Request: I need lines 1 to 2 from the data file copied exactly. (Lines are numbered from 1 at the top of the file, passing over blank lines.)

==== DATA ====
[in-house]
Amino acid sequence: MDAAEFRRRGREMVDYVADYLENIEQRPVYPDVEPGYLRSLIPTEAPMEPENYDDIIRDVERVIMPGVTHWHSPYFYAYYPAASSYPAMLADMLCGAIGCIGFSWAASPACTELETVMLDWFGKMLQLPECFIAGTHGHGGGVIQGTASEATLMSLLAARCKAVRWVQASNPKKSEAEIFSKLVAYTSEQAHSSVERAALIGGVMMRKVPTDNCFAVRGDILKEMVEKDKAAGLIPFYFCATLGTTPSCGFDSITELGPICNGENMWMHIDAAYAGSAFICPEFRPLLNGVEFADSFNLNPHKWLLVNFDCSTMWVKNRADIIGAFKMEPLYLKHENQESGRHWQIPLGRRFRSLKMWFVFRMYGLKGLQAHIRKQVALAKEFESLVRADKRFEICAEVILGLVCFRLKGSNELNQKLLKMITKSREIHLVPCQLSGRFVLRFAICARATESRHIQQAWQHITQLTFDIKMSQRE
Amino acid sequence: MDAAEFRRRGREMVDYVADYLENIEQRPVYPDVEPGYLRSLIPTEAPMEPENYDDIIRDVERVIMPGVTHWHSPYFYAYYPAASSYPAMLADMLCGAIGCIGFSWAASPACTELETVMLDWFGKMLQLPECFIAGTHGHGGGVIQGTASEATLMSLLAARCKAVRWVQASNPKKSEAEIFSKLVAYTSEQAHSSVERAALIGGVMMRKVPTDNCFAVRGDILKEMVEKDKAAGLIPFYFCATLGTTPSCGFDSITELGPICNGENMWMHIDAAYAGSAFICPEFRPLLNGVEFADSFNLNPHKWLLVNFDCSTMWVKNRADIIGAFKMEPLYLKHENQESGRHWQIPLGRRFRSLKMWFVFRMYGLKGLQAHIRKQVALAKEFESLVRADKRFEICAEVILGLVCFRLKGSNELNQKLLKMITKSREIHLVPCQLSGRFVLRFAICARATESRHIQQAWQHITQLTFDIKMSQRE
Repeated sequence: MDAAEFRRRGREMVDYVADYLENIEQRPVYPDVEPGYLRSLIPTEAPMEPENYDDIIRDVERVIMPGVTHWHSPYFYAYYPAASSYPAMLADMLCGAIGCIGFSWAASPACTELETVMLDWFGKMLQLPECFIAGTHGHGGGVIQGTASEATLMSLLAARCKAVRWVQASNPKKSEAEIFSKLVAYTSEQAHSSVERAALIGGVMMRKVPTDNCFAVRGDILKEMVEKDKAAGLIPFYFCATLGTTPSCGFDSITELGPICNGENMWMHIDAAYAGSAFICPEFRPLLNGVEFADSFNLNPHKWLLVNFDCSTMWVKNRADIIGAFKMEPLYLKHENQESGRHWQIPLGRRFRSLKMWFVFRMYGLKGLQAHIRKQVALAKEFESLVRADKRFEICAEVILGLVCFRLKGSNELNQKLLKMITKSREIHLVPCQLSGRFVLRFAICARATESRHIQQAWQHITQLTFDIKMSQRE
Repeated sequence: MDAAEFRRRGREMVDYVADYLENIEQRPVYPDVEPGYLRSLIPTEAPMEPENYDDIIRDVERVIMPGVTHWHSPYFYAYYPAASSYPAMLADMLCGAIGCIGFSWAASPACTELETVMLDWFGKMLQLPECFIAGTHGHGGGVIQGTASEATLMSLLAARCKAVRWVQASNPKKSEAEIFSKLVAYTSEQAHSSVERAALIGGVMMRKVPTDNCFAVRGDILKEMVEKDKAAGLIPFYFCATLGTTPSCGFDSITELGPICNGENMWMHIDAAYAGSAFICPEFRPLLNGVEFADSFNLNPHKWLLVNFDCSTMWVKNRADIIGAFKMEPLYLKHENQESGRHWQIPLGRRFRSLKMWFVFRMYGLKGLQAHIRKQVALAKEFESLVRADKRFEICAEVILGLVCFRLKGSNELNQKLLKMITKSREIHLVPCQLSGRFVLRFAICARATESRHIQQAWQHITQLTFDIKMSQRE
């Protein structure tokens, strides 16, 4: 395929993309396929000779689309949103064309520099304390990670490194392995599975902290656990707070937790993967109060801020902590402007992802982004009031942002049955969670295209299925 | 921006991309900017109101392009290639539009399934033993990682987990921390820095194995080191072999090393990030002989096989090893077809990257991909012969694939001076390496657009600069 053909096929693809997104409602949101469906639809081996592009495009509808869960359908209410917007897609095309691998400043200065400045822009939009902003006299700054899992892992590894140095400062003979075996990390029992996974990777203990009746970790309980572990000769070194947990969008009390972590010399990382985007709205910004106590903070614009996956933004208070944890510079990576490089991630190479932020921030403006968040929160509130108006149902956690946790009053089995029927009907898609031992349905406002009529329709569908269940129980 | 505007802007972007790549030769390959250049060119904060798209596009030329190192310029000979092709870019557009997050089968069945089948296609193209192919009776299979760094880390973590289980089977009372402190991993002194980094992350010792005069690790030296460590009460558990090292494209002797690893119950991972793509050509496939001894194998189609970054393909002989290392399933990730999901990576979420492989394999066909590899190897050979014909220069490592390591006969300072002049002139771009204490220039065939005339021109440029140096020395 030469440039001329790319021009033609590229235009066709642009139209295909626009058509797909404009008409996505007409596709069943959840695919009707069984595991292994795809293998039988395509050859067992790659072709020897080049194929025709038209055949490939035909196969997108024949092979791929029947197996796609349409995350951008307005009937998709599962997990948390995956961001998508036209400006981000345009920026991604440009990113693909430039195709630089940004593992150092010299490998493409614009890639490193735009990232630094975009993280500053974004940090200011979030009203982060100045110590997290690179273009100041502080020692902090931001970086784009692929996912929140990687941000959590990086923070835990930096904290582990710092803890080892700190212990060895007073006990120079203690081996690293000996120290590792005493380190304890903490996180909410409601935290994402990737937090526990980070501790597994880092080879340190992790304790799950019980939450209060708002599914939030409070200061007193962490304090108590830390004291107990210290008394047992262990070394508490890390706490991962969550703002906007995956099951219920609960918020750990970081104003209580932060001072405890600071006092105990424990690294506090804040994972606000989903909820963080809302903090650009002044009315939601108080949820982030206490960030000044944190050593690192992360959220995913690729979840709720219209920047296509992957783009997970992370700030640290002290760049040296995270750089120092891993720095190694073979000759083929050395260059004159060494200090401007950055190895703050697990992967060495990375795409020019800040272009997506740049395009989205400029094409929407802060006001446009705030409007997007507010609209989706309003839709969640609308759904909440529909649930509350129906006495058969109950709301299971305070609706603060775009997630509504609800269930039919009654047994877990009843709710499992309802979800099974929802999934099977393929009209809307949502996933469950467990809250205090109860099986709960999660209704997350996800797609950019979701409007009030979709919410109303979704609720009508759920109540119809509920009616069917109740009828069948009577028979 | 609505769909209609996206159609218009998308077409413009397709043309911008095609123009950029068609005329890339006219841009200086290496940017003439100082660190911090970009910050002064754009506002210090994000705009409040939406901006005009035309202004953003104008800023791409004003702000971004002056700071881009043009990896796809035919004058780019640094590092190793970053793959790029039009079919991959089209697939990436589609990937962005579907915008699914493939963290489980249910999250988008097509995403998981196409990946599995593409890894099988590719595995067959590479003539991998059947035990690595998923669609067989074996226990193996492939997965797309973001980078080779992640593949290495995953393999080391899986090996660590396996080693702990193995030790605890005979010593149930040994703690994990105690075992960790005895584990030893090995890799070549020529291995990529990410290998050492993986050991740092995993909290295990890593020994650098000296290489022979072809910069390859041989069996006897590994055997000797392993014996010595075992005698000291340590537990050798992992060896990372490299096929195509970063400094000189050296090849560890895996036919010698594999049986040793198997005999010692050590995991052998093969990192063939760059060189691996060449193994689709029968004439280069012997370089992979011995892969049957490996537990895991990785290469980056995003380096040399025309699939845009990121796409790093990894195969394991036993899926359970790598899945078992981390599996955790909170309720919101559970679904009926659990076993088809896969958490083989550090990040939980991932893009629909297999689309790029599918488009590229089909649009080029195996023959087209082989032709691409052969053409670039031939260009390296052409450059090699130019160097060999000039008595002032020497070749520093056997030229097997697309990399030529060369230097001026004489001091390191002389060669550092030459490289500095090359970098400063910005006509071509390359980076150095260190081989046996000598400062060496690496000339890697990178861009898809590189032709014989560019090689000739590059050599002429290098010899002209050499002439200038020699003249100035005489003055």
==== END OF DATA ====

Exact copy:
[in-house]
Amino acid sequence: MDAAEFRRRGREMVDYVADYLENIEQRPVYPDVEPGYLRSLIPTEAPMEPENYDDIIRDVERVIMPGVTHWHSPYFYAYYPAASSYPAMLADMLCGAIGCIGFSWAASPACTELETVMLDWFGKMLQLPECFIAGTHGHGGGVIQGTASEATLMSLLAARCKAVRWVQASNPKKSEAEIFSKLVAYTSEQAHSSVERAALIGGVMMRKVPTDNCFAVRGDILKEMVEKDKAAGLIPFYFCATLGTTPSCGFDSITELGPICNGENMWMHIDAAYAGSAFICPEFRPLLNGVEFADSFNLNPHKWLLVNFDCSTMWVKNRADIIGAFKMEPLYLKHENQESGRHWQIPLGRRFRSLKMWFVFRMYGLKGLQAHIRKQVALAKEFESLVRADKRFEICAEVILGLVCFRLKGSNELNQKLLKMITKSREIHLVPCQLSGRFVLRFAICARATESRHIQQAWQHITQLTFDIKMSQRE